– mderouss
    Commented Jul 30, 2020 at 2:49
  • Yeah I'm a little wary of that too but I'm hoping it will be updated to fix this given the amount of noise it created last night. Just need to keep an eye on grub updates and I'll be taking snapshots beforehand for the foreseeable future. Commented Jul 30, 2020 at 11:01
  • I got exactly the same problem on Mint 20.06 last night. Being unable to resolve it myself, and NOT having a decent system backup routine in place yet, I went to bed with a heavy heart. But it's just taken me less than 5 minutes to download "boot-repair-disk.iso" and copy it onto a USB stick with Rufus on my Windows PC. I just rebooted the failing machine from USB and accepted a couple of defaults, after which everything is Hunky-Dory. Thank you so much! Commented Jul 30, 2020 at 11:13
  • 1
    I'm using Ubuntu 20.04.1 LTS and solved this error by simply running the Boot repair usb.
    – embe
    Commented Jul 31, 2020 at 7:30
  • Answer to different question but yet another explanation how to use Boot Repair with VirtualBox guest.
    – user272735
    Commented Jul 31, 2020 at 8:16

This is some of the work we did fixing this on our Azure Ubuntu 18.04 servers

Problem appears to be a failed attempt to upgrade grub. Problem happens with an unattended reboot after a security upgrade.

We then found these instructions from a comment posted on the Ubuntu bug for this problem: https://bugs.launchpad.net/ubuntu/+source/grub2/+bug/1889509/comments/16

Note that I modified this slightly and below is my modified version that I mention in a later comment on the bug( https://bugs.launchpad.net/ubuntu/+source/grub2/+bug/1889509/comments/45 )

For Azure users (the same should work in any cloud, with small changes) that end up here while looking for this bug, the steps to recover are:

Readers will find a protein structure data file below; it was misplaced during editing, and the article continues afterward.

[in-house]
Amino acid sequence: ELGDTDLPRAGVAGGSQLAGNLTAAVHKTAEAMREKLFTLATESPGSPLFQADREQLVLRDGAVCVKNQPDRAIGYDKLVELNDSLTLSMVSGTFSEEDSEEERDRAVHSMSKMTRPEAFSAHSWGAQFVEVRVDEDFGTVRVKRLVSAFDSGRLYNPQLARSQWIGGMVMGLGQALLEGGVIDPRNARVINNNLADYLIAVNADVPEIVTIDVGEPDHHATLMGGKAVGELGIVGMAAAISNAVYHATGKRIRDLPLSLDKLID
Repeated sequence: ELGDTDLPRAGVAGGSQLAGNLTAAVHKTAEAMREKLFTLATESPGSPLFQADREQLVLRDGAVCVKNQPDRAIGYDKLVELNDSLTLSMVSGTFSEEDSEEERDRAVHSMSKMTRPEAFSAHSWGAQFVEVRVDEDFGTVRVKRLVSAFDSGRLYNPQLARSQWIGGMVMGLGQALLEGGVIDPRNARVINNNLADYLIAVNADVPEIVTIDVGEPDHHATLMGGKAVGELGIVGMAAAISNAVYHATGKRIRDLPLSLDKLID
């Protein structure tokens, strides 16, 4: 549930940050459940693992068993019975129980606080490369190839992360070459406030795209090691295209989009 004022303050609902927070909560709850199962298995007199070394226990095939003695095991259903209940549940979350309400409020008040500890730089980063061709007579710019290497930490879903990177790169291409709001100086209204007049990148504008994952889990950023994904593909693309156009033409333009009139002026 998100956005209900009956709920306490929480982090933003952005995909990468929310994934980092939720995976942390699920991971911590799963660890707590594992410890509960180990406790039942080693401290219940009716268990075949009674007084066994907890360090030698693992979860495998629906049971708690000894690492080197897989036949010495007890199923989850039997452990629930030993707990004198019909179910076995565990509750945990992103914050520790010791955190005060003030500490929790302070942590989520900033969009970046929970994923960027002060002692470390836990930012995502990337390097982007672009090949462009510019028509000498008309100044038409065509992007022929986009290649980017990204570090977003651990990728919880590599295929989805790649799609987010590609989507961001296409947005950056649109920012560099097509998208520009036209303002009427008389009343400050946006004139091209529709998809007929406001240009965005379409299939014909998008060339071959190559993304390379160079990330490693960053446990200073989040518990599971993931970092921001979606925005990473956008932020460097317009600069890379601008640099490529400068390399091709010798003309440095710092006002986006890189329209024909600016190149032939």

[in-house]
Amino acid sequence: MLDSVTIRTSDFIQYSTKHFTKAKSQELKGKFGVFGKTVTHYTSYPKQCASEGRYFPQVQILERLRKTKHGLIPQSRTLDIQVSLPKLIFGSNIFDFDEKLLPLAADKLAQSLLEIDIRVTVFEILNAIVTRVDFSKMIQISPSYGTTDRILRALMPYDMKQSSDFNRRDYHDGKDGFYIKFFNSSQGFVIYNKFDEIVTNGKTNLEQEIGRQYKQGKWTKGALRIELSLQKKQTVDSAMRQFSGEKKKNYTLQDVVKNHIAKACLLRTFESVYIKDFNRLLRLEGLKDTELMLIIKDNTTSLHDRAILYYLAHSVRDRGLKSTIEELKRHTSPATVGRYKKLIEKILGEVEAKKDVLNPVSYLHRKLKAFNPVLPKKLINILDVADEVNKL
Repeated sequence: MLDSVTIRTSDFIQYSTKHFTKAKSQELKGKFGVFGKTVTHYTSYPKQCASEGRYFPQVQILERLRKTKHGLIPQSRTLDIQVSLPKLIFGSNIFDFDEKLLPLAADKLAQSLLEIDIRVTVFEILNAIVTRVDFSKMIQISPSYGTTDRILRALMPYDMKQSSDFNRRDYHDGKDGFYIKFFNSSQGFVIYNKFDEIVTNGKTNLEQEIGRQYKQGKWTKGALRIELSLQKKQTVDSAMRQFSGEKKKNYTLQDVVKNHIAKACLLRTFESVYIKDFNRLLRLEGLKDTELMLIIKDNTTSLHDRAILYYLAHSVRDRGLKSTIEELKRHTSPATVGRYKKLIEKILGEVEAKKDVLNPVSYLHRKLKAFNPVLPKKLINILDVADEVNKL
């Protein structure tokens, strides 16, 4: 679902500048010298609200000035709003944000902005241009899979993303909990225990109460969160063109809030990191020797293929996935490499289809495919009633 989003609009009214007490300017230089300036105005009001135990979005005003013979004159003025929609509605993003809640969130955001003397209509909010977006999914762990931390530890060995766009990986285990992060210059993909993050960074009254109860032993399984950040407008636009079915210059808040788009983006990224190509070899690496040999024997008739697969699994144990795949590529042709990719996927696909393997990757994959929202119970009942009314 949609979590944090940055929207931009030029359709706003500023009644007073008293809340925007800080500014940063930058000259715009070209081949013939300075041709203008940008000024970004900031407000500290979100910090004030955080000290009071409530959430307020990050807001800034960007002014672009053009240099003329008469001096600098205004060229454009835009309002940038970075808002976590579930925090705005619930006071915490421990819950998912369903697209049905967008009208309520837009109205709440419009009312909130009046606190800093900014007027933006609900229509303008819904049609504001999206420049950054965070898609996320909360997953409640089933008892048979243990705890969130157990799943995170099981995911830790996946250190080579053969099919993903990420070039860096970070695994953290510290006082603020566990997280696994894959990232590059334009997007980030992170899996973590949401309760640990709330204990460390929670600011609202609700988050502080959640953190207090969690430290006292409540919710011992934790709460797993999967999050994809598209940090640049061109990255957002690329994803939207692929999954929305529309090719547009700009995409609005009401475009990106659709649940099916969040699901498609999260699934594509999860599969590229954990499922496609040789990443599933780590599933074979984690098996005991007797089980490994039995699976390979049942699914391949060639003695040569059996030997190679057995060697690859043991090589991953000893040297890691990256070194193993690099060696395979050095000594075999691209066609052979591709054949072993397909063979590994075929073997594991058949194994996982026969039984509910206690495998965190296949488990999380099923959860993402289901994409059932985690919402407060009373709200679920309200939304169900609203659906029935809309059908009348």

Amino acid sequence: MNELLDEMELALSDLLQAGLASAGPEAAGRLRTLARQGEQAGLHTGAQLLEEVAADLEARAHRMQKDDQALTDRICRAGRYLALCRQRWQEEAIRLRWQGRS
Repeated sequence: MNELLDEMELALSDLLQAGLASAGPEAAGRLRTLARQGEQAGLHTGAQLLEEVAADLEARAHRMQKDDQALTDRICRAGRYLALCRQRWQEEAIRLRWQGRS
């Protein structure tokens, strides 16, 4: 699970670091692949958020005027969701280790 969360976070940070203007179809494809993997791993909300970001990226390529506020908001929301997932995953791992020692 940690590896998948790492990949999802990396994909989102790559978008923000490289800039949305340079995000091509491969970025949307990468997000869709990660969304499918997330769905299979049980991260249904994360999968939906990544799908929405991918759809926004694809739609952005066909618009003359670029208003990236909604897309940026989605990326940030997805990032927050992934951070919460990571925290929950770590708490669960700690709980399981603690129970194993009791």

Deploy a recovery VM using AzCli or just attach a copy of the affected OS vm disk to a rescue VM. Once done, connected to rescue VM and:

$ sudo su -
# lsblk <-- this will identify the attached disk, usualy /dev/sdc, but can be /dev/sda or /dev/sdb
# mkdir /rescue
# mount /dev/sdc1 /rescue <-- this assumes /dev/sdc is the attached data disk
# for fs in {proc,sys,tmp,dev}; do mount -o bind /$fs /rescue/$fs; done
# cd /rescue
# chroot /rescue
# grub-install /dev/sdc <-- this assumes /dev/sdc is the attached data disk
# exit
# cd /
# for fs in {proc,sys,tmp,dev}; do umount /rescue/$fs; done
# umount /rescue
# rmdir /rescue

Now you should be able to swap back the repaired disk to affected VM.

First attempt at a fix

We found the following Azure documentation links useful:

Ok, step by step:

Deploy a recovery VM

What sort of VM is that? Attempted creating a regular Ubuntu 18.04 LTS VM. This is what you want - to create a recovery VM that matches the servers that are broken

All normal except for connecting to an existing disk. Looks like you can't attach to a disk unless you first somehow move it from another machine (detach it) first.

attach a copy of the affected OS vm disk to a rescue VM.

To create a copy, you can take a read only snapshot of the disk and then create a new Managed Disk based on the snapshot.

The only disk you need a snapshot of is the OS disk, not the data disk.

You can create the recovery VM without a data disk, just the OS disk that automatically gets created.

You can then add the Managed Disk OS snapshot to the recovery VM as a data disk.

Then you can log into the recovery VM and follow the steps above.

All the steps completed without error - we could copy and paste the exact messages

The critical line is running grub-install you should see the following:

root@recoveryVM:/# grub-install /dev/sdc
Installing for i386-pc platform.
Installation finished. No error reported.

Then log out and stop the VM.

You can then go into the broken VM and under the Disks section of the VM select 'Swap OS Disk'.

Reddit mini thread explaining the mounts required: https://www.reddit.com/r/Ubuntu/comments/i0vlf0/repair_grub_boot_error_symbol_grub_calloc_not/

Repeating the steps

  1. Make a snapshot of 'broken' OS disk (postfix _snap)
  2. Create a Managed Disk from the snapshot - this must be the same grade as the old OS disk as we are going to fully replace the old OS disk with this one (postfix _recovery) - source type snapshot and use the just created snapshot
  3. Attach Managed OS Disk to recovery VM (stop/start of recoveryVM not required)
  4. Login via SSH, run recovery steps, logout again
  5. Detach Managed OS Disk from recovery VM (edit the VM disks and detach the recovery OS Disk)
  6. Stop the 'broken' VM (possibly not necessary as the OS Disk swap stops it)
  7. In the 'broken' VM Disks click 'Swap OS Disk' and select the recovery OS Disk as the replacement
  8. Start the 'recovered' VM
  9. Clean up the snapshot - but leave the broken OS disk for now - reminder for a month or so to remove it too

Finally turn off the recovery VM and delete that in a month too